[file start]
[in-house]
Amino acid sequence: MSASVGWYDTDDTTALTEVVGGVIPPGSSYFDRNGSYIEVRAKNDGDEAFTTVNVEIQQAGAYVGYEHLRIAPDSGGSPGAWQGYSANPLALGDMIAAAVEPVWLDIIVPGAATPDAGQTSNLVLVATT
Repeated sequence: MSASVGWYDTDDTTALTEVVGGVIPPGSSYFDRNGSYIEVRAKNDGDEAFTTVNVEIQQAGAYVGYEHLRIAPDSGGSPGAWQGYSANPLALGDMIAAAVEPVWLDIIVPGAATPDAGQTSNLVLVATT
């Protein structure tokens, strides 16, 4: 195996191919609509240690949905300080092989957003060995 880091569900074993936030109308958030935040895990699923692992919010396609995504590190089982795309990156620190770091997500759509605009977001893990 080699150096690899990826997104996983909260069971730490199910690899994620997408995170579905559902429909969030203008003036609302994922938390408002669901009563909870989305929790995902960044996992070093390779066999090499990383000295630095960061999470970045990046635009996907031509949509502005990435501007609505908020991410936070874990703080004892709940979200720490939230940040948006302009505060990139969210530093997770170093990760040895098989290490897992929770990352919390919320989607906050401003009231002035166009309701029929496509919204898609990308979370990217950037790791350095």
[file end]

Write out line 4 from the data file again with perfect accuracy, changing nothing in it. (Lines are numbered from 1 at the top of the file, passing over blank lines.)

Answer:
């Protein structure tokens, strides 16, 4: 195996191919609509240690949905300080092989957003060995 880091569900074993936030109308958030935040895990699923692992919010396609995504590190089982795309990156620190770091997500759509605009977001893990 080699150096690899990826997104996983909260069971730490199910690899994620997408995170579905559902429909969030203008003036609302994922938390408002669901009563909870989305929790995902960044996992070093390779066999090499990383000295630095960061999470970045990046635009996907031509949509502005990435501007609505908020991410936070874990703080004892709940979200720490939230940040948006302009505060990139969210530093997770170093990760040895098989290490897992929770990352919390919320989607906050401003009231002035166009309701029929496509919204898609990308979370990217950037790791350095």